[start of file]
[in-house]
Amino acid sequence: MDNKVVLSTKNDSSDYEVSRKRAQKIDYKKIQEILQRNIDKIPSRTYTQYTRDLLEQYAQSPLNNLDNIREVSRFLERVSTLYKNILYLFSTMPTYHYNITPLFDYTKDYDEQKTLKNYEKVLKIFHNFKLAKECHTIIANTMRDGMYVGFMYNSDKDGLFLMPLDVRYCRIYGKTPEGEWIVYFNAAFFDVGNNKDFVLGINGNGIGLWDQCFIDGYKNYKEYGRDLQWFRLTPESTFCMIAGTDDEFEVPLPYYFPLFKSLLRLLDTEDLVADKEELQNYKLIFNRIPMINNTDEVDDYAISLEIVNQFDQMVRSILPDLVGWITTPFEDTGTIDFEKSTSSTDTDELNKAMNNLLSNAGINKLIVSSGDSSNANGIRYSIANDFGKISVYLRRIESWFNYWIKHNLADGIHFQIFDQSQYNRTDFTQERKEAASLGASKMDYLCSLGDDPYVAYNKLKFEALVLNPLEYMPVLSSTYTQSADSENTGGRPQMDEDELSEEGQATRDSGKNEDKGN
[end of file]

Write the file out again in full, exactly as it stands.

[in-house]
Amino acid sequence: MDNKVVLSTKNDSSDYEVSRKRAQKIDYKKIQEILQRNIDKIPSRTYTQYTRDLLEQYAQSPLNNLDNIREVSRFLERVSTLYKNILYLFSTMPTYHYNITPLFDYTKDYDEQKTLKNYEKVLKIFHNFKLAKECHTIIANTMRDGMYVGFMYNSDKDGLFLMPLDVRYCRIYGKTPEGEWIVYFNAAFFDVGNNKDFVLGINGNGIGLWDQCFIDGYKNYKEYGRDLQWFRLTPESTFCMIAGTDDEFEVPLPYYFPLFKSLLRLLDTEDLVADKEELQNYKLIFNRIPMINNTDEVDDYAISLEIVNQFDQMVRSILPDLVGWITTPFEDTGTIDFEKSTSSTDTDELNKAMNNLLSNAGINKLIVSSGDSSNANGIRYSIANDFGKISVYLRRIESWFNYWIKHNLADGIHFQIFDQSQYNRTDFTQERKEAASLGASKMDYLCSLGDDPYVAYNKLKFEALVLNPLEYMPVLSSTYTQSADSENTGGRPQMDEDELSEEGQATRDSGKNEDKGN